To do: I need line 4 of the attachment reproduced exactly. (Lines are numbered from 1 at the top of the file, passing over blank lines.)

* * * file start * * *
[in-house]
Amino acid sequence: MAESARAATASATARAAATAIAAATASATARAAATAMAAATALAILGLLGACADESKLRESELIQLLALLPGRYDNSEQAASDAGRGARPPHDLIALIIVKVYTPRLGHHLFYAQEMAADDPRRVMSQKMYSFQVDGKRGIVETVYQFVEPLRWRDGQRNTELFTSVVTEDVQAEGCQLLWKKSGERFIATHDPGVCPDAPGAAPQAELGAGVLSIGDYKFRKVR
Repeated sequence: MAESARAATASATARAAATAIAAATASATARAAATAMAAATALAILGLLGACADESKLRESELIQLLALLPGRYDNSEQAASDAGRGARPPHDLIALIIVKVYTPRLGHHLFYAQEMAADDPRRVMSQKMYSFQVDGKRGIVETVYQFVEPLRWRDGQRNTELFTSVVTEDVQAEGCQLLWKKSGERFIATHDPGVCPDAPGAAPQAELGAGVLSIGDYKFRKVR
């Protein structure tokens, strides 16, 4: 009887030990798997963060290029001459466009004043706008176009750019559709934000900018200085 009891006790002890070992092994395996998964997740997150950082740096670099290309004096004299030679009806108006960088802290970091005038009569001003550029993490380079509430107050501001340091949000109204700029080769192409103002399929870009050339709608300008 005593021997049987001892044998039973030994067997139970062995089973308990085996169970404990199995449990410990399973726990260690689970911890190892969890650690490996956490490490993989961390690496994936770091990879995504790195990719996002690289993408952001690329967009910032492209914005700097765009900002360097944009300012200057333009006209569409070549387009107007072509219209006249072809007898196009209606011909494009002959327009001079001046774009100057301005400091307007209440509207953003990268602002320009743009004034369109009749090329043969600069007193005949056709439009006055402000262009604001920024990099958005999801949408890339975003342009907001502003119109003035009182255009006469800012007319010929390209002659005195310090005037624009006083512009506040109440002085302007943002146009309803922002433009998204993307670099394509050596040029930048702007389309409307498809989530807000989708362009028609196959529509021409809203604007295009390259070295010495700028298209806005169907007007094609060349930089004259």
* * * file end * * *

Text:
């Protein structure tokens, strides 16, 4: 009887030990798997963060290029001459466009004043706008176009750019559709934000900018200085 009891006790002890070992092994395996998964997740997150950082740096670099290309004096004299030679009806108006960088802290970091005038009569001003550029993490380079509430107050501001340091949000109204700029080769192409103002399929870009050339709608300008 005593021997049987001892044998039973030994067997139970062995089973308990085996169970404990199995449990410990399973726990260690689970911890190892969890650690490996956490490490993989961390690496994936770091990879995504790195990719996002690289993408952001690329967009910032492209914005700097765009900002360097944009300012200057333009006209569409070549387009107007072509219209006249072809007898196009209606011909494009002959327009001079001046774009100057301005400091307007209440509207953003990268602002320009743009004034369109009749090329043969600069007193005949056709439009006055402000262009604001920024990099958005999801949408890339975003342009907001502003119109003035009182255009006469800012007319010929390209002659005195310090005037624009006083512009506040109440002085302007943002146009309803922002433009998204993307670099394509050596040029930048702007389309409307498809989530807000989708362009028609196959529509021409809203604007295009390259070295010495700028298209806005169907007007094609060349930089004259």